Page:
Keri Cronin, chair of Visual Arts, will speak to the importance of visual components in animal welfare campaigns in Los Angeles next month.
Cronin will be hosted by the National Museum of Animals & Society, for which she is curator of the museum’s online exhibit “Be Kind: A Visual History of Humane Education, 1880 - 1945.”
She will present her lecture on July 6 at the Velaslavasay Panorama during a pop-up version of the exhibit on site for the day.
“Animal protection was a very visual, performative, and literary movement, relying heavily on art, public displays, music, lantern slides, and illustrated books to convey the message of kindness to animals,” Cronin said.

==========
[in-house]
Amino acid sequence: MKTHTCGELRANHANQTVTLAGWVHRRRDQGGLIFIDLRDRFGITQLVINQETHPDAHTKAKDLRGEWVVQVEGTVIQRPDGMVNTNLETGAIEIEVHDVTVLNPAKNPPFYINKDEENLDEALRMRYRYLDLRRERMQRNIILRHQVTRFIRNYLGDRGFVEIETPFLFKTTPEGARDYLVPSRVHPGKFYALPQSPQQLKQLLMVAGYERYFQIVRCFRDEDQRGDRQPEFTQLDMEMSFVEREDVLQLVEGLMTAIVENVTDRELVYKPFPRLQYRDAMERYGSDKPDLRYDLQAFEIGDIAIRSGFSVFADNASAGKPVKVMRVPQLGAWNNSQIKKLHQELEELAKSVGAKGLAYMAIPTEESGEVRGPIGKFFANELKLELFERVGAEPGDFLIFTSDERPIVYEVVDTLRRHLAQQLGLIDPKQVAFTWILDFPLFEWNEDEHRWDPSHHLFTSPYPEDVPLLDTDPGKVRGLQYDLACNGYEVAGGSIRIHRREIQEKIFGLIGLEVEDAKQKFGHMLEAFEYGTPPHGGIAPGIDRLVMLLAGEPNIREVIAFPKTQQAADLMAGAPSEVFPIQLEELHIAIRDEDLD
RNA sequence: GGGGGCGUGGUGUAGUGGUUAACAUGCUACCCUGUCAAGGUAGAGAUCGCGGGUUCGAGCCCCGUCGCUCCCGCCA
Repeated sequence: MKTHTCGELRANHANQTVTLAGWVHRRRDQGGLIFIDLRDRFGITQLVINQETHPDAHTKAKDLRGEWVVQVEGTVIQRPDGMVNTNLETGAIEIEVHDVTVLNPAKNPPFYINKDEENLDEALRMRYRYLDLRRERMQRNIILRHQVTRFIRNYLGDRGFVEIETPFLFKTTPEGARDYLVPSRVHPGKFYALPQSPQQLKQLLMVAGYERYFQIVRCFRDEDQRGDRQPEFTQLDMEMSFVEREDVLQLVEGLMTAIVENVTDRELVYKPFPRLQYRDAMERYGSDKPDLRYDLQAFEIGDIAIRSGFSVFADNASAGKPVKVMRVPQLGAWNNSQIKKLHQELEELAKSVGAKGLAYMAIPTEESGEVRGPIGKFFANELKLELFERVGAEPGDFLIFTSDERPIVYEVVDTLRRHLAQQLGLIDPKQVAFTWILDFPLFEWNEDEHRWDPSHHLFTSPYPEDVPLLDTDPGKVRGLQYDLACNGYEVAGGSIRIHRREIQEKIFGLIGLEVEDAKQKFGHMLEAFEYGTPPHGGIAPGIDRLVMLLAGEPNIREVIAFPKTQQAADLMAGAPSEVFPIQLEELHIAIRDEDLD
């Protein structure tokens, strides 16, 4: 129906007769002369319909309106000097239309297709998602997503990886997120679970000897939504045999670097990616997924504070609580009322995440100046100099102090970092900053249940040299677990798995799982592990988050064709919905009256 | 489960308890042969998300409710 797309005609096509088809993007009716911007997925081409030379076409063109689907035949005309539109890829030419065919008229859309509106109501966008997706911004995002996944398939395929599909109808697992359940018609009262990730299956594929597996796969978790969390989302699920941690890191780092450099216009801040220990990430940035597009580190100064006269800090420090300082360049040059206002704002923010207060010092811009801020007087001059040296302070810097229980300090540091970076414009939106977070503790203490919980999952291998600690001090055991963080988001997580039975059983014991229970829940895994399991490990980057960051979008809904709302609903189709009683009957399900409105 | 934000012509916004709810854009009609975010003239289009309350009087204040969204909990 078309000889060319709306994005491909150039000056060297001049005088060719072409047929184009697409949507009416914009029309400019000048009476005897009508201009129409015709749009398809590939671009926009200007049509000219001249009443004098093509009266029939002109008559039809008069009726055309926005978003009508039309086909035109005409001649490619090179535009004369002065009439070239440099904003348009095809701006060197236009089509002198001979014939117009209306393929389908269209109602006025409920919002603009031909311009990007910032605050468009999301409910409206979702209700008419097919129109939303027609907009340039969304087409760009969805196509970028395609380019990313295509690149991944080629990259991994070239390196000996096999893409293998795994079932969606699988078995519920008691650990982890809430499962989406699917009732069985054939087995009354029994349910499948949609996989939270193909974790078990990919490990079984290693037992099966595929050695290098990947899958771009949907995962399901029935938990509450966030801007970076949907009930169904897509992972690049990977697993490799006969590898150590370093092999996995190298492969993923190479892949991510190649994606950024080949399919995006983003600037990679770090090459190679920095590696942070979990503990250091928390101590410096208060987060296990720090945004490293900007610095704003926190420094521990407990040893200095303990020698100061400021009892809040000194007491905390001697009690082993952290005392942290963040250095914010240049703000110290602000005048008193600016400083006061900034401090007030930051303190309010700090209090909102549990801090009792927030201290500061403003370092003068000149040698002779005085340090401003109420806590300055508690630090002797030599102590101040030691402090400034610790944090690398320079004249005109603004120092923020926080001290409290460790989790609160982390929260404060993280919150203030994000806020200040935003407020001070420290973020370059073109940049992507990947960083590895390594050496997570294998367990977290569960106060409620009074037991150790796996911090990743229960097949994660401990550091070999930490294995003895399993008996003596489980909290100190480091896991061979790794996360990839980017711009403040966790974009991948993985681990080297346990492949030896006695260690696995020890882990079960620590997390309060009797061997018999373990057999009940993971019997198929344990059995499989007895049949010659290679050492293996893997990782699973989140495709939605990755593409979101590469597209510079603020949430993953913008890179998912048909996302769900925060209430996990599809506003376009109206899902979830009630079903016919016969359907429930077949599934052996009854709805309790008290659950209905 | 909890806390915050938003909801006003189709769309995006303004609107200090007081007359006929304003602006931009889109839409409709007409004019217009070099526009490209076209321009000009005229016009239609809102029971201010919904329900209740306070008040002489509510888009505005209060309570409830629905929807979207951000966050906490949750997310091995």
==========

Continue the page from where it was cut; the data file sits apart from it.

The need for humane education, in a formal sense, has been echoed in schools, religious institutions and literature since eighteenth-century England.
Philosopher John Locke was one of the first to make the connection between childhood cruelty to animals and its escalation to cruelty to other people in adulthood.
In the late 19th and early 20th centuries, animal welfare campaigners used the “Be Kind to Animals” message to reach audiences of all ages.
At one point in America’s history, over 70,000 chapters of the Bands of Mercy, a humane youth organization akin to the Boy Scouts or Girl Scouts, existed in the country. Even “White Fang” and “Dances with Wolves” author Jack London ran his own youth group, known as the Jack London Club, which addressed animal cruelty.
“Most animal lovers aren’t familiar with the incredible legacy they carry. NMAS is dedicated to preserving and sharing this rich history of the animal protection movement, and it is our hope that the work of these early reformers will capture the imagination of a new generation of advocates,” says Carolyn Merino Mullin, the museum’s founder and executive director.